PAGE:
and now for the taste test

Later, when I learnt more of the general Italian, I naturally picked up on various food idioms, some so florid they could be the basis of a four-course meal:

Pre-dinner drink

Non si puo avere la botte piena e la moglie ubriaca  – You can’t have the wine cask full and your wife drunk
(You can’t have your cake and eat it too)

Appetiser

È buono come un pezzo di pane – He’s as good as a piece of bread
(He’s a good person)

Entree

Beccare con le mani in pasta – To catch with hands in the pasta
(To catch red-handed)

Main Course  (choice of two)

Chi dorme non piglia pesci – He who sleeps does not catch fish
(The early bird gets the worm),  OR

Ridi che la mamma ha fatto gli gnocchi – Ironic expression which means keep on laughing (even if you think there’s nothing funny to laugh at)

Last Thursday was INTERNATIONAL MOTHER LANGUAGE DAY, a UNESCO initiative observed annually on 21st February promoting linguistic and cultural diversity and multilingualism. Linguistic analysts predict up to 50 per cent of the world’s 7,000 languages may be in danger of disappearing by the end of this century. Australian Indigenous languages top the threatened list with only 20 of the original 250 still widely spoken. Once lost, they will be gone forever.

I sometimes wonder whether the regional dialect I speak with my mother and her friends will survive. When I cook Italian dishes I occasionally hear my mother’s voice in my head, speaking in dialect, saying something like “these potatoes are so watery they might ruin the gnocchi”.

These exchanges about food resonate so strongly with me and if I hadn’t learnt Italian, I’d be so disappointed that I’d be … hitting the sauce. In English.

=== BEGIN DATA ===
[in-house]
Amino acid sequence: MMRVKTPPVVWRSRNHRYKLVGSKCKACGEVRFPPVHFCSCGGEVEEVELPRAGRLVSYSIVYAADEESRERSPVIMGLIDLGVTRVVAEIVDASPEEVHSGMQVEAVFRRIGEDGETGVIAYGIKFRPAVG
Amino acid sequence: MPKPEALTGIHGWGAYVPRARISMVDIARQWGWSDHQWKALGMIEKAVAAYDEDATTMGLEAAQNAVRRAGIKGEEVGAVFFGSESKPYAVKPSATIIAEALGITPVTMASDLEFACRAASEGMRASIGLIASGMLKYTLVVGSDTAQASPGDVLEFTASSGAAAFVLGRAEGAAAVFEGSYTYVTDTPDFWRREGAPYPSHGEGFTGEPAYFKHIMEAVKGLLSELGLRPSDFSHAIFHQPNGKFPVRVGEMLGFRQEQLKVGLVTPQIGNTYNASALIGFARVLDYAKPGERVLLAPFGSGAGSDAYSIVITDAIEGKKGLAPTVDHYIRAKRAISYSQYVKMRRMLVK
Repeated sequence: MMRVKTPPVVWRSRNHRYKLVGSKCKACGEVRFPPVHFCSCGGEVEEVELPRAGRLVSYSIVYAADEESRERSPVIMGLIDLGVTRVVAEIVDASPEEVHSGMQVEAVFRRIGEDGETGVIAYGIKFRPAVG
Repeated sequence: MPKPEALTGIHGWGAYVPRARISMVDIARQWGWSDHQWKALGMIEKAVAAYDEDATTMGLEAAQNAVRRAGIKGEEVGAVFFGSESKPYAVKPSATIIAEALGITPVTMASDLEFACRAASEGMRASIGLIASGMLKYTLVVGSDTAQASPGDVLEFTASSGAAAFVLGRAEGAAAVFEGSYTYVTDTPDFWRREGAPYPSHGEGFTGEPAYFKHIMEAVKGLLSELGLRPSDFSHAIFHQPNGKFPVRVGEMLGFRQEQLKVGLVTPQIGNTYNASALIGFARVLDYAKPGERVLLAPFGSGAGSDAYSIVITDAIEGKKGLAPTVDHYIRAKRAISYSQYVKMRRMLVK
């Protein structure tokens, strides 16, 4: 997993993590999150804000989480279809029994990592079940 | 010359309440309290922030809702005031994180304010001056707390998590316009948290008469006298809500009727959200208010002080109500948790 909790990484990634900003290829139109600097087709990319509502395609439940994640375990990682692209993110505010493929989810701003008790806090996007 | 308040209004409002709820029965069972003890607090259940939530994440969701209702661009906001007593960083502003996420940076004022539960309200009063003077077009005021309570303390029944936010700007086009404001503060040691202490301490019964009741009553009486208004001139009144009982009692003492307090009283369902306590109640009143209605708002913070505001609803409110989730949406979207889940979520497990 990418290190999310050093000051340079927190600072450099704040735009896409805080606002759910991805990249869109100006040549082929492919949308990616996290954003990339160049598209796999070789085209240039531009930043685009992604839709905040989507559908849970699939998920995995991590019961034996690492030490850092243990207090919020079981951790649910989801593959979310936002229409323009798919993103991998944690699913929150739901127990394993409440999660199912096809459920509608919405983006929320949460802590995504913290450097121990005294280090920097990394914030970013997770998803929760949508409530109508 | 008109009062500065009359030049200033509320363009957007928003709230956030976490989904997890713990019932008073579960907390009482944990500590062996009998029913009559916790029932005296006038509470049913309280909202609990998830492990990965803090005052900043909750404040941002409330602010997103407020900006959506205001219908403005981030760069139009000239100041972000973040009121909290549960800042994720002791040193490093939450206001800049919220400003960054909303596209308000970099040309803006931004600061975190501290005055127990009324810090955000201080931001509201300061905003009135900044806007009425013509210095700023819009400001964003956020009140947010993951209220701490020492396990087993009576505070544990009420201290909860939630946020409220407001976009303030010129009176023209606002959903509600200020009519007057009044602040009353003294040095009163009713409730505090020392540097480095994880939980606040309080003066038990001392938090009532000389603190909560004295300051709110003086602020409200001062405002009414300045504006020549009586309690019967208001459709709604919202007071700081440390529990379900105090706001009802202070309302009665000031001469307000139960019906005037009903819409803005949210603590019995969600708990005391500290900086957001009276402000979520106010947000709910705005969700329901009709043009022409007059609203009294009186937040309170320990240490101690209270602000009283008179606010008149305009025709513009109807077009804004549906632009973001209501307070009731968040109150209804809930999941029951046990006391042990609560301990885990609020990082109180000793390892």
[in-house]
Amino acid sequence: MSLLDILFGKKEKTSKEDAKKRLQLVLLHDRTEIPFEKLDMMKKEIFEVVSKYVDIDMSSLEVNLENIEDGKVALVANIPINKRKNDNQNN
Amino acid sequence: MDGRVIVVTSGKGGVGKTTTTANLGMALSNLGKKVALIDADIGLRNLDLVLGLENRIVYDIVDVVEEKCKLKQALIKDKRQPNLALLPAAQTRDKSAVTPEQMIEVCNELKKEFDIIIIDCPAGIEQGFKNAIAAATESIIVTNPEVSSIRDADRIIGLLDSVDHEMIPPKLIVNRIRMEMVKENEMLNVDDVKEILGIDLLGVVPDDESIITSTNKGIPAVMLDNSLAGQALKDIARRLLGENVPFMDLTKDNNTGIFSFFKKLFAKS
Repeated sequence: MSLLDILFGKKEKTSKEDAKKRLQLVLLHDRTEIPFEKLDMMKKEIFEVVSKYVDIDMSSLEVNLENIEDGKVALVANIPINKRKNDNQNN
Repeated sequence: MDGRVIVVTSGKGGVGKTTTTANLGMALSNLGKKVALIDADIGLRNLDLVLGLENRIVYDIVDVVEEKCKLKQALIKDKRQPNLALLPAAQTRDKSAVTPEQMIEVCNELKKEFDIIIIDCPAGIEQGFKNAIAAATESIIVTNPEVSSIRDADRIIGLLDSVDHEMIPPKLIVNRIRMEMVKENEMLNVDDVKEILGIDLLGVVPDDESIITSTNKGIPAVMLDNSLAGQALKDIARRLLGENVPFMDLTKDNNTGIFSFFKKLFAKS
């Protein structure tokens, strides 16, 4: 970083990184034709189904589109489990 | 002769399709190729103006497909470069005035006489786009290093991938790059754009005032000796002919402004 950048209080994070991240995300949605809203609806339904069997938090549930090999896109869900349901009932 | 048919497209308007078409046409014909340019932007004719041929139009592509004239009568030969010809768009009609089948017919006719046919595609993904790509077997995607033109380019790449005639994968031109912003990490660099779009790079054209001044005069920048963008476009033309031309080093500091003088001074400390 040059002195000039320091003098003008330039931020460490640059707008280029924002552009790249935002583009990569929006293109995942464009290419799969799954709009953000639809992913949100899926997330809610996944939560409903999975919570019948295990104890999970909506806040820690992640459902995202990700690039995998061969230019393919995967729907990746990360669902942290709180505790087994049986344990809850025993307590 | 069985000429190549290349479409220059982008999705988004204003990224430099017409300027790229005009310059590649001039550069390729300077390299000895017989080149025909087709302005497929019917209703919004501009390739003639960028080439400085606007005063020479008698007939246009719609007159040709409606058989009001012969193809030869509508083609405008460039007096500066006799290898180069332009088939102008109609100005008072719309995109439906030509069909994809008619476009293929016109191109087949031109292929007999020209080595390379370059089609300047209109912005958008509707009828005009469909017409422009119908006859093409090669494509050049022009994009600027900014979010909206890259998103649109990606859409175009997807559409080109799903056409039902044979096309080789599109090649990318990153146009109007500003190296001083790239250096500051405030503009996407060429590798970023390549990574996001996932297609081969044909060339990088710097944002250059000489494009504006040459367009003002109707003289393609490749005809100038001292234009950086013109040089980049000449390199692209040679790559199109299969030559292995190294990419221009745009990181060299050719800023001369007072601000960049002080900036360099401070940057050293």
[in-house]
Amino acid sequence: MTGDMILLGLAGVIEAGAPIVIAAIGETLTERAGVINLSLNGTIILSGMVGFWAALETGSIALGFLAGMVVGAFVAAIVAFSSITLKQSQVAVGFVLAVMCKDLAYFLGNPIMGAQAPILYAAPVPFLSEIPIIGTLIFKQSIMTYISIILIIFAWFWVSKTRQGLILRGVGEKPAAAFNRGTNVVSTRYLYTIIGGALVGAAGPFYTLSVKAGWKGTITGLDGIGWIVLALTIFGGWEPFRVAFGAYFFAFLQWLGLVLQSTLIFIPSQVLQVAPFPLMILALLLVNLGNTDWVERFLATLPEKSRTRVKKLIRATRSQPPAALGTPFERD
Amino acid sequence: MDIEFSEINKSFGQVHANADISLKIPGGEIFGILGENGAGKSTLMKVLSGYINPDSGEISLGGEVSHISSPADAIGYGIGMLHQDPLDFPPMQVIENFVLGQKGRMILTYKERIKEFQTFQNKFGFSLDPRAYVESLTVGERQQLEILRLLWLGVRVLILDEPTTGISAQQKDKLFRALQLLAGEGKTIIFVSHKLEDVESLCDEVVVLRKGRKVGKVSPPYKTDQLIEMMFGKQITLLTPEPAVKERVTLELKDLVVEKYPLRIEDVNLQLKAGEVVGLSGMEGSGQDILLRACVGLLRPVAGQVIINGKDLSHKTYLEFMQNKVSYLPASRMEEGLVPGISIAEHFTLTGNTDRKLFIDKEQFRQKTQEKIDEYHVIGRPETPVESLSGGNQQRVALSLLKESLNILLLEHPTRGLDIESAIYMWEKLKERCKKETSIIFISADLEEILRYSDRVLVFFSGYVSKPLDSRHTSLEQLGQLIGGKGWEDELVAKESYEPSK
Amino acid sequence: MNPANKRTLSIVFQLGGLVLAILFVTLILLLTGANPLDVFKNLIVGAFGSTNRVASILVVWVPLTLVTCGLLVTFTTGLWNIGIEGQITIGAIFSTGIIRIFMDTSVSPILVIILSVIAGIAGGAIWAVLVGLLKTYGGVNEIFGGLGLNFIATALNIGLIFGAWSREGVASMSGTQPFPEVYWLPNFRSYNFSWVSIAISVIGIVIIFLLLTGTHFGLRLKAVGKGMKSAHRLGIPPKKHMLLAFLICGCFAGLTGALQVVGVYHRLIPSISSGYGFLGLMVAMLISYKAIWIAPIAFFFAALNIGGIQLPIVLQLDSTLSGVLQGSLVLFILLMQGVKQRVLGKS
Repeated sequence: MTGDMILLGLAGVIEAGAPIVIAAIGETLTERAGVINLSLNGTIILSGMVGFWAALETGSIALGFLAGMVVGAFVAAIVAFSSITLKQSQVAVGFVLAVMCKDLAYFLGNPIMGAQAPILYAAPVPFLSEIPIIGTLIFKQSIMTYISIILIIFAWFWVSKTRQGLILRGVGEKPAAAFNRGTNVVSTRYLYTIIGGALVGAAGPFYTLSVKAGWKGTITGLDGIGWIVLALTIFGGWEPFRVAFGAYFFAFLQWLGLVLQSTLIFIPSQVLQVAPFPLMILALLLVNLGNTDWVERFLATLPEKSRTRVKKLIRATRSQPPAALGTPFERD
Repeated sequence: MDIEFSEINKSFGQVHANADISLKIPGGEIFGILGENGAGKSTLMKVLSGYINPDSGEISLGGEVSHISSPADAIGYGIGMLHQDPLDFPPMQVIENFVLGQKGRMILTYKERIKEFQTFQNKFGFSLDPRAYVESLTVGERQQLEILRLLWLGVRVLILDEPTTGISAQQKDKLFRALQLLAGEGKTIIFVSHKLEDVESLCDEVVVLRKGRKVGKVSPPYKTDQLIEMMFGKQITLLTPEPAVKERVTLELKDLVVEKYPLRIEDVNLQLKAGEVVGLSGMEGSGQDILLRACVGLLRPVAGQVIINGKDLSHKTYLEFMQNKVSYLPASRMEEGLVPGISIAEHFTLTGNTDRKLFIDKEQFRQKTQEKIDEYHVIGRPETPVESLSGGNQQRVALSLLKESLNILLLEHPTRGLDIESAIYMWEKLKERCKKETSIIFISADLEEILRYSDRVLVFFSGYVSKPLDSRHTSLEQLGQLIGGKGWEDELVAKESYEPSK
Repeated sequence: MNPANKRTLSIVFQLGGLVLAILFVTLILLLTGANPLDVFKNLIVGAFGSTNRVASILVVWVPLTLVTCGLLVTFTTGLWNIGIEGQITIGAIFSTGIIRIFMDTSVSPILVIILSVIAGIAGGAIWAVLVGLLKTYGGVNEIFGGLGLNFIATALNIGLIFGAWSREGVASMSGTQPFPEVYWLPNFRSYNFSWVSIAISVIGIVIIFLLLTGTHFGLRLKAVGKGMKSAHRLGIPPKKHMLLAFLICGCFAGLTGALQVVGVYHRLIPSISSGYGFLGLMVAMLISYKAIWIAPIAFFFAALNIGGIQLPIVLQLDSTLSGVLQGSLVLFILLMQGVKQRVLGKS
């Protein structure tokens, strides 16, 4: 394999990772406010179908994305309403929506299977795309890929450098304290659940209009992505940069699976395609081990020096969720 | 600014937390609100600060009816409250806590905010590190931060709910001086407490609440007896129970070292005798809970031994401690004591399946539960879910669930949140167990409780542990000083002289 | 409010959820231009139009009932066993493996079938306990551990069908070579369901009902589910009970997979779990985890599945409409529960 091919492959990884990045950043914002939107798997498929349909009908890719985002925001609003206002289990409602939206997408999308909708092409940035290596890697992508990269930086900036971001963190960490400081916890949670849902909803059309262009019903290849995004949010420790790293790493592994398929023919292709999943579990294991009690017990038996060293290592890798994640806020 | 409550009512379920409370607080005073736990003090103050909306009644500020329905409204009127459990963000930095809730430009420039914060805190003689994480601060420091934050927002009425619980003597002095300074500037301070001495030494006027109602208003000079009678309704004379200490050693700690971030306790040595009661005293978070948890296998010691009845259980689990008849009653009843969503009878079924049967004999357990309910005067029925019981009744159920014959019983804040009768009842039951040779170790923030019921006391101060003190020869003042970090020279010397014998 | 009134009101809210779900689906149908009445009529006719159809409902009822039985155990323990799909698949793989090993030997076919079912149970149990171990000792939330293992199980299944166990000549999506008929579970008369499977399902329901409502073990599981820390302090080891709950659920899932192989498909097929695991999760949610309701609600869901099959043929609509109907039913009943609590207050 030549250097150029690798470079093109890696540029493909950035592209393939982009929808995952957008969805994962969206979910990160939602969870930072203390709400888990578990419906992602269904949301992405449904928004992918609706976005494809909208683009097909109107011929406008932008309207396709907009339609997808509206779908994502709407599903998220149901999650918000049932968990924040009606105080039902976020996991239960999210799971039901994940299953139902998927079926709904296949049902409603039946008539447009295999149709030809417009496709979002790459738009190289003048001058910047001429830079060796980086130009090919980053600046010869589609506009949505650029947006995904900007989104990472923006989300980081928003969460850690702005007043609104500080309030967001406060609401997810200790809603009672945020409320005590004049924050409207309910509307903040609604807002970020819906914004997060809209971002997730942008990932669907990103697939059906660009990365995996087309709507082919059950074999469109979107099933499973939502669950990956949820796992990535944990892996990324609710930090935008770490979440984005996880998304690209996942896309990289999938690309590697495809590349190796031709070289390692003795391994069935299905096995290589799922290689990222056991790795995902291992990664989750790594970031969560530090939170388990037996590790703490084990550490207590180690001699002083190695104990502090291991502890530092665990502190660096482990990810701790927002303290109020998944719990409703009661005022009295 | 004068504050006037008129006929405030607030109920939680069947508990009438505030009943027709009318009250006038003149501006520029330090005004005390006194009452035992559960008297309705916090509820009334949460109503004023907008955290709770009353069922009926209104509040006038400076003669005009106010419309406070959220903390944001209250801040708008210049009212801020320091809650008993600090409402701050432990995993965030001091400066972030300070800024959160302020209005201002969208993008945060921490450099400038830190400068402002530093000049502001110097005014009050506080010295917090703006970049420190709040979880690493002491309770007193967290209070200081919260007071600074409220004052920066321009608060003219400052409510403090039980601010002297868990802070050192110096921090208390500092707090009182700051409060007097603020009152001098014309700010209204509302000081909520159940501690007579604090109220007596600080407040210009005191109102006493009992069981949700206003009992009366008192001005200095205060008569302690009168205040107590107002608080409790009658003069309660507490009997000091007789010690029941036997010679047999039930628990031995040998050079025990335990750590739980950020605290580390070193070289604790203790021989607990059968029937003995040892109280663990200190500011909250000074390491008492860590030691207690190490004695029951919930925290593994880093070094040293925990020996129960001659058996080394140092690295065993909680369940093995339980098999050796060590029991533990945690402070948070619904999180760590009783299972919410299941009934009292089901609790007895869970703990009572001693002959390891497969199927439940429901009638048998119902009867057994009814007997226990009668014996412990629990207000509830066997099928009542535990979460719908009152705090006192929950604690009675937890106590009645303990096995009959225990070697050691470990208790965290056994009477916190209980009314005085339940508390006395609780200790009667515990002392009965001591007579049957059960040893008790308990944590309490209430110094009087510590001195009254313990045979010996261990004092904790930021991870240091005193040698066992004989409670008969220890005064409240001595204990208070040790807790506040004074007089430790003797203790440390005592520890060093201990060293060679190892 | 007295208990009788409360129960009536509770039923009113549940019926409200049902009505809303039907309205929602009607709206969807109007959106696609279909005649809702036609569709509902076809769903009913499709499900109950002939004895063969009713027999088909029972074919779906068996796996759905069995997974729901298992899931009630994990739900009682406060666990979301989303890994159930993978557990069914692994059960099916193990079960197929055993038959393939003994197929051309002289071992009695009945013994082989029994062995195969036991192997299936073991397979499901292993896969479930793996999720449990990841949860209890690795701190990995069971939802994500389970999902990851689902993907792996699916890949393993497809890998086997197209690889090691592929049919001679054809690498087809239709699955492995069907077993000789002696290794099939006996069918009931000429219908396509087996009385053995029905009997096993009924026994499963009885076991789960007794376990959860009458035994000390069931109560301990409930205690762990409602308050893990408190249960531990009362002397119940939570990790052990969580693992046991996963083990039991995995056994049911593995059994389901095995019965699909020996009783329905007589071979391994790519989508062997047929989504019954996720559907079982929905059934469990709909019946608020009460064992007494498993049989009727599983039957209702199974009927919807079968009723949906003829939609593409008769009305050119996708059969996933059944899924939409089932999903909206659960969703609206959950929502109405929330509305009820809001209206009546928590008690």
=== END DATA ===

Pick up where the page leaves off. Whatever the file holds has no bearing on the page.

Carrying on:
See also Aidan Wilson’s International Mother Language piece in Crikey (Fully sic)

h1

Artichoke Love: You Gotta Have Heart

July 30, 2012

“Remind me to tell you about the time I looked into the heart of an artichoke.”

That line is delivered by Bette Davis at her sarcastic best in the 1950 Joseph L. Mankiewicz film All About Eve. It’s aimed at her director boyfriend after he tells the conniving actress Eve about the time he “looked into the wrong end of a movie camera finder”.

Davis’s insecure Margo never does tell the story, and I remember as a teenager waiting until the end of the film for some wonderful revelation about  artichoke hearts so I could look at them differently the next time my mother cooked them.

It’s almost the end of the artichoke season, so I’m cramming. My favourite way of cooking them is stuffed and braised, sometimes with peas, but there’s many other ways to enjoy them: fried, shaved in salads, steamed and marinated. I recall having a delicious artichoke omelette (frittata di carciofi) in Florence in 1983 but my attempt at recreating it back in Sydney turned out a chewy, spiky, overcooked mess. Too many leaves, not enough heart apparently.Cooking with artichoke halves

If you don’t pray at the alter of the globe artichoke, if the thought of eating a thistle makes you bristle, here’s 10 things to know:

. ancient Greeks and Romans considered artichokes a delicacy and an aphrodisiac

. they act as a diuretic, improve liver function and reduce cholesterol levels

. fresh artichokes should squeak when squeezed

. Marilyn Monroe was the first official ‘California Artichoke Queen’ in 1948*

. Cynar, the Italian after-dinner ‘digestivo’ contains the bitter extract of artichoke leaves

Think I’ll skip the other five and segue to a cocktail I’ll be drinking as a substitute until their appearance next winter.Cynar liqueur bottle

I love a ‘Spritz’, the classic northern Italian drink made with many types of bitters – Cynar (Padua); Campari (Trieste and Venice) and Aperol (Treviso) – in equal parts with Prosecco and sparkling water, as well as orange slices or olives.